The Jewish Princess Who Almost Became a Roman Empress—and the Enduring Anti-Semitic Fears of Her Opponents

Jan. 14 2020

After his legions crushed the Jewish Revolt in 70 CE, Titus—son and heir of then-Emperor Vespasian—took as his consort Berenice, whose brother, Agrippa II, had been the last king of Judea. (Since the Judean royal family had opposed the rebellion, Titus’ choice might have been a gesture of reconciliation with local loyalists.) Frederic Brandfon notes that many Romans reacted with fear that Berenice would persuade Titus to become a Jew, or that their children would be raised as Jews, and they might find themselves with a Jewish emperor:

Indeed, preceding dynasties had also faced the charge of Judaizing the empire. Emperor Claudius, who preceded Titus by fewer than twenty years, had a visiting dignitary, Isidorus of Alexandria, executed for accusing him of being Jewish. A few years later, Nero, who ruled Rome until 68 CE . . . could not escape association with Jews. His wife was a “God-Fearer,” that is. a person who engaged in some Jewish practices without converting. There was precedent, therefore, for both Titus’s romantic entanglement and the accusations that came with it

Titus understood that Berenice’s potential ascendance to imperial power was a threat, real or imagined, to the future of the nascent Flavian dynasty [founded by his father], which, like all dynasties, needed stability and not controversy. Berenice was forced into exile. . . . The notion that a single Jew could transform Western society into a Jewish empire was a fear that did not die.

Even the actual transformation of the Roman empire through the establishment of Christianity as the state religion—a faith that incorporated the Jewish Bible, and replaced traditional Roman Gods with a crucified Jew—did not bring an end to the charge of Judaizing: later emperors were accused of being Jewish when they took the side of Jews against Christians. In 387 and 388, synagogues were burned in both Rome and Callinicum in Mesopotamia. The Western emperor Magnus Maximus ordered the Roman synagogue rebuilt, and was promptly labeled a Jew.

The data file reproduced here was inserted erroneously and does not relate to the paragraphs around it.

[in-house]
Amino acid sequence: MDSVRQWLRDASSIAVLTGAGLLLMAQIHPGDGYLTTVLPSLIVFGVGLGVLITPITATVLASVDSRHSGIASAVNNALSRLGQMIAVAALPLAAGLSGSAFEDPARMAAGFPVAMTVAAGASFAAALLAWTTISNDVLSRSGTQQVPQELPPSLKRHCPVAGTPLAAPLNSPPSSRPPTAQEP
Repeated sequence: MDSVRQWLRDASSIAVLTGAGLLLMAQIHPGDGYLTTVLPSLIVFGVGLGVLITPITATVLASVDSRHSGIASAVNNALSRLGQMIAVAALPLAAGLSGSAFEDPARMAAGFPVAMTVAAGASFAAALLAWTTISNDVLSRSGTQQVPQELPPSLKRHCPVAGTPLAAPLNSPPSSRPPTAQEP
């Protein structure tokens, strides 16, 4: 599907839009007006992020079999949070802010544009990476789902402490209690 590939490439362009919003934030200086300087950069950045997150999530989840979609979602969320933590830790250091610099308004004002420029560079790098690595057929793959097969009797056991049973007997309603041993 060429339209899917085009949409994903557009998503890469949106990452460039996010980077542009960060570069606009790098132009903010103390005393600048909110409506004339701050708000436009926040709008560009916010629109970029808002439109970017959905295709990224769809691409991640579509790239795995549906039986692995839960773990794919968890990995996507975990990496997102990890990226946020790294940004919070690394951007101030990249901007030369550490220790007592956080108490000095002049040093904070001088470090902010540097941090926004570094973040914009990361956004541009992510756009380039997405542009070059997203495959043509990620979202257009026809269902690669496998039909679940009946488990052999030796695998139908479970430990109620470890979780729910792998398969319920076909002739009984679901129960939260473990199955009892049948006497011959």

As Brandfon goes on to demonstrate, strikingly similar fears persisted in Rome itself into modern times.

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Read more at Tablet

More about: Ancient Rome, Anti-Semitism, Judean Revolt

 

Europe Dithers While Iran Enriches

Jan. 20 2020

In May, when Tehran announced that it would no longer abide by the limits set by the 2015 nuclear agreement on its enrichment of uranium, Europe found legal excuses not to react. When, earlier this month, the Islamic Republic went a step further, renouncing any limits on enrichment, the EU—led by France and Germany, both parties to the deal—at last initiated a formal process that might lead to the re-imposition of sanctions. Bobby Ghosh comments on the dangers of European apathy:

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Read more at Bloomberg

More about: European Union, France, Germany, Hassan Rouhani, Iran, Iran nuclear program